Though politically conscious, these films work because of their atmosphere more than their themes, the nightmarish rawness which may be mistaken for unsophisticated craft being the element that makes them so disturbingly effective. It's the energy, rooted in the unconscious, giving the work aura and power. Leatherhead in The Texas Chainsaw Massacre is not given a detailed motivation for his derangement – his family feeds on human flesh, but they still are not clearly defined for us. They are made of dream stuff, nightmare energy, and are Tobe Hooper's nuclear projection of an imploding political landscape. Wes Craven, a former English professor, says that he took all of the emotions that were disturbing him about Vietnam and the United States and vented them into The Last House on the Left's screenplay; there is no concrete allegory, but the atmosphere is meant to communicate the anxieties of a time. Political dimensions of the low-grade horror film persist, with the xenophobic fears exploited in Eli Roth's Hostel, and most interestingly in The Descent, a story about a group of British women who follow an American down a deep hole; the American turns out not to have a map, and is in fact leading them to Hell. The Descent is one of the definitive movies about the Iraq War.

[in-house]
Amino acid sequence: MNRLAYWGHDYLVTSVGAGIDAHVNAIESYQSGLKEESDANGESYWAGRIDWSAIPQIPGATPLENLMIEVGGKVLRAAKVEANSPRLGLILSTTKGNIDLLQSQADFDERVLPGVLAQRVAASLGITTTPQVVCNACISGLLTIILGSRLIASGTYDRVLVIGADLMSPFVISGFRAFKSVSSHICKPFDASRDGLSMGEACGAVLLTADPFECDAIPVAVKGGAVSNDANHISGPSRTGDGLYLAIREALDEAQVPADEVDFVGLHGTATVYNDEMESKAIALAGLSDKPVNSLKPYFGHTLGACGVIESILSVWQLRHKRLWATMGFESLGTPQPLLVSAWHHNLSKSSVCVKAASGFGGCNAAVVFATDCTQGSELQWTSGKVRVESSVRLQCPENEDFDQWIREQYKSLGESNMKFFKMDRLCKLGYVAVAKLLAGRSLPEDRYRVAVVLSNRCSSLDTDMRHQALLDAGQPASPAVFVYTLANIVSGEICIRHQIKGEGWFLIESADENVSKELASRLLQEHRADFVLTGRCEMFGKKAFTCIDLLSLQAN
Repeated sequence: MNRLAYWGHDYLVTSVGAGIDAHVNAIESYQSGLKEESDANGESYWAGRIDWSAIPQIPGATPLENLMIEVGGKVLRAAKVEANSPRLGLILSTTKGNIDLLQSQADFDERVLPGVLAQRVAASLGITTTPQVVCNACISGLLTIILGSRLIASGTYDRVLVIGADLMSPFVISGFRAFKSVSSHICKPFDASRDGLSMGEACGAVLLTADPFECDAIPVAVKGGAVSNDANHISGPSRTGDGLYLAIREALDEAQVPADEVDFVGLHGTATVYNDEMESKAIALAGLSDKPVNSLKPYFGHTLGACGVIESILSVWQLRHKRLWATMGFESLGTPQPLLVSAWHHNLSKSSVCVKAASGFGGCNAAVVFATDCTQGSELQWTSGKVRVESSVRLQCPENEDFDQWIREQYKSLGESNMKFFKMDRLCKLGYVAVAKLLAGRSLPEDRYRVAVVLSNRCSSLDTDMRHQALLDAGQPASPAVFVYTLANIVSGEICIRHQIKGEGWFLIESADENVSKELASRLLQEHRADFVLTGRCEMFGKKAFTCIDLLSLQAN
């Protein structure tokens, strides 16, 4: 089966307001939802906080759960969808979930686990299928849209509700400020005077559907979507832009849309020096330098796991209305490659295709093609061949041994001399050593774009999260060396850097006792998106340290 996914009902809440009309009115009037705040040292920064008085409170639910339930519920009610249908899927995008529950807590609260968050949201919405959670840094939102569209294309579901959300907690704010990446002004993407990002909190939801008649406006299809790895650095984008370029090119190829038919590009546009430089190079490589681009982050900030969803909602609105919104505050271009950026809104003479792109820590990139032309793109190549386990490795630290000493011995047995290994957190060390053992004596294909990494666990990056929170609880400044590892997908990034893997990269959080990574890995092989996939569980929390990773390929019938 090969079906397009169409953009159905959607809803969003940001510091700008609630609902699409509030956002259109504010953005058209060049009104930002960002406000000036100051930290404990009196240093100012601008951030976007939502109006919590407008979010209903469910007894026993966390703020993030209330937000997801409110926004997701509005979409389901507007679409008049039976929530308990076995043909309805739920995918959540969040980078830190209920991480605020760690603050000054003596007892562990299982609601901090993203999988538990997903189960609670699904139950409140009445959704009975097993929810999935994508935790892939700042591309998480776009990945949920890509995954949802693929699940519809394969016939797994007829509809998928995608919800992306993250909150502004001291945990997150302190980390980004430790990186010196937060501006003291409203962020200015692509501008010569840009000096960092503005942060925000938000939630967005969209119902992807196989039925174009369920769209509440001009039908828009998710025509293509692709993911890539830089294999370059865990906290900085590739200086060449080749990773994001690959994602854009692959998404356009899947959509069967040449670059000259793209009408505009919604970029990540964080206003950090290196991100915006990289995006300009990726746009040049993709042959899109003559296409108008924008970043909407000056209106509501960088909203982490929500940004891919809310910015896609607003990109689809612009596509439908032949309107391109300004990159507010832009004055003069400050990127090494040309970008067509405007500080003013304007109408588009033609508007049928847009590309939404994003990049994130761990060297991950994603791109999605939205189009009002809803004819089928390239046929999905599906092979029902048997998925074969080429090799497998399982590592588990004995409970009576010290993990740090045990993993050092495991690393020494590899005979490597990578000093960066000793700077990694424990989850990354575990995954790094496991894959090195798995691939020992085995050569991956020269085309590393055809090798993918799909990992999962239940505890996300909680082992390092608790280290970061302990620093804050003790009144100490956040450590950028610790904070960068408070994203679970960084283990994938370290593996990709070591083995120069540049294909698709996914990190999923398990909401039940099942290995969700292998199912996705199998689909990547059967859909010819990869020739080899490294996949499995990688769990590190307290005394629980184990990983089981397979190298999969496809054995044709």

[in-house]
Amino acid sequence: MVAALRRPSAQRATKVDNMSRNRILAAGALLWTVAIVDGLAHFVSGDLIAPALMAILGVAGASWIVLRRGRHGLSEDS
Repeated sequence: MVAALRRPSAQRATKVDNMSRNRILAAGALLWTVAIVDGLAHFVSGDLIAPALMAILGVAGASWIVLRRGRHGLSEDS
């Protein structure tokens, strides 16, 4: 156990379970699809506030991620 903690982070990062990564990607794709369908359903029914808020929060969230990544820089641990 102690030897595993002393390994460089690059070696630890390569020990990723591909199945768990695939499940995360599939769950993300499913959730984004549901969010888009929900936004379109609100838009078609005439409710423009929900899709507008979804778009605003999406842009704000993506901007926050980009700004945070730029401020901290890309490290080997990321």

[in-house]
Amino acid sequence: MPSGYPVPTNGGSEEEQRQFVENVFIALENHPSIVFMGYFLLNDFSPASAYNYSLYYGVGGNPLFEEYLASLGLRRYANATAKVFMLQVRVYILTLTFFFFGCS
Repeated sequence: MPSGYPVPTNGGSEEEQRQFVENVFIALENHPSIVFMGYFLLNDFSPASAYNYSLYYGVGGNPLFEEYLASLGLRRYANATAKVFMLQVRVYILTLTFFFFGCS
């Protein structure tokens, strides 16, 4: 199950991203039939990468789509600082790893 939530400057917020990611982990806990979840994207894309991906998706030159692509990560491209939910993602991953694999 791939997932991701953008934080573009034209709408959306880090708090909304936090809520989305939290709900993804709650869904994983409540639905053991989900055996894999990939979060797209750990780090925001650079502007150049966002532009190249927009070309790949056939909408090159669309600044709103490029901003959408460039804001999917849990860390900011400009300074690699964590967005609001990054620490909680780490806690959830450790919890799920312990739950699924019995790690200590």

Rosemary's Baby showed that the horror film could be respected as art, just as it could thrive as commerce. Produced by B-movie legend William Castle, Polanski made the adaptation of Ira Levin extraordinary by working on more cylinders than the usual horror filmmaker. Like Kubrick's The Shining 12 years later, Rosemary's Baby would be strewn with ambiguities so as to make an audience question the validity of what is being seen (is it real or delusion?), but it would also have an extraordinarily devilish sense of humor, a hallmark of other films by Polanski and Kubrick. By its conclusion, the nonchalance of the coven surrounding the Adrian’s crib, the son of Satan who "has his father's eyes" (said so matter-of-factly), along with the memorably comic faces toasting Satan, Rosemary's Baby is the most sardonic of dark comedies. The film is more anxious-ridden than startling, and more cynically hilarious than anything else. The Shining also provokes more nervous laughter than it does thrills, and all to its advantage. Perhaps by avoiding facile humanism, the dark visions of Polanski and Kubrick become more unsettling. It's then interesting to think of their later "uncanny" efforts in the late 1990s. Polanski's The Ninth Gate and Kubrick's Eyes Wide Shut, which are both very sardonic and vague about defining the particulars of their horror puzzles, baffled their audiences, who in the decade had become more literal, obsessed with backstory, and logical, precise definition. The humorous edges and sophisticated nuances were completely missed.